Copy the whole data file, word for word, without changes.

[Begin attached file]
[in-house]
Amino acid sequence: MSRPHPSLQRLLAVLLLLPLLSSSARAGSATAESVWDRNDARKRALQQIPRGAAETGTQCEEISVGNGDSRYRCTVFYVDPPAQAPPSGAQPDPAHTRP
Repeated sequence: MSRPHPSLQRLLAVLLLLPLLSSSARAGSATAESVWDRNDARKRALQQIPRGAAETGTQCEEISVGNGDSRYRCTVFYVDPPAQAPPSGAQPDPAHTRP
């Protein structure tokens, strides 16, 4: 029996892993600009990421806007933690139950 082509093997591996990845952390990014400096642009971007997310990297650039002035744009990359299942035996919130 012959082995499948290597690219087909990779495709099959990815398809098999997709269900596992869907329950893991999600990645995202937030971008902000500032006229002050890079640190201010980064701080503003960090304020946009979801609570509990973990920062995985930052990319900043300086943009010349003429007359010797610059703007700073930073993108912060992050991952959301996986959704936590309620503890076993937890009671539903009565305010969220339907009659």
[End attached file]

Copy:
[in-house]
Amino acid sequence: MSRPHPSLQRLLAVLLLLPLLSSSARAGSATAESVWDRNDARKRALQQIPRGAAETGTQCEEISVGNGDSRYRCTVFYVDPPAQAPPSGAQPDPAHTRP
Repeated sequence: MSRPHPSLQRLLAVLLLLPLLSSSARAGSATAESVWDRNDARKRALQQIPRGAAETGTQCEEISVGNGDSRYRCTVFYVDPPAQAPPSGAQPDPAHTRP
């Protein structure tokens, strides 16, 4: 029996892993600009990421806007933690139950 082509093997591996990845952390990014400096642009971007997310990297650039002035744009990359299942035996919130 012959082995499948290597690219087909990779495709099959990815398809098999997709269900596992869907329950893991999600990645995202937030971008902000500032006229002050890079640190201010980064701080503003960090304020946009979801609570509990973990920062995985930052990319900043300086943009010349003429007359010797610059703007700073930073993108912060992050991952959301996986959704936590309620503890076993937890009671539903009565305010969220339907009659």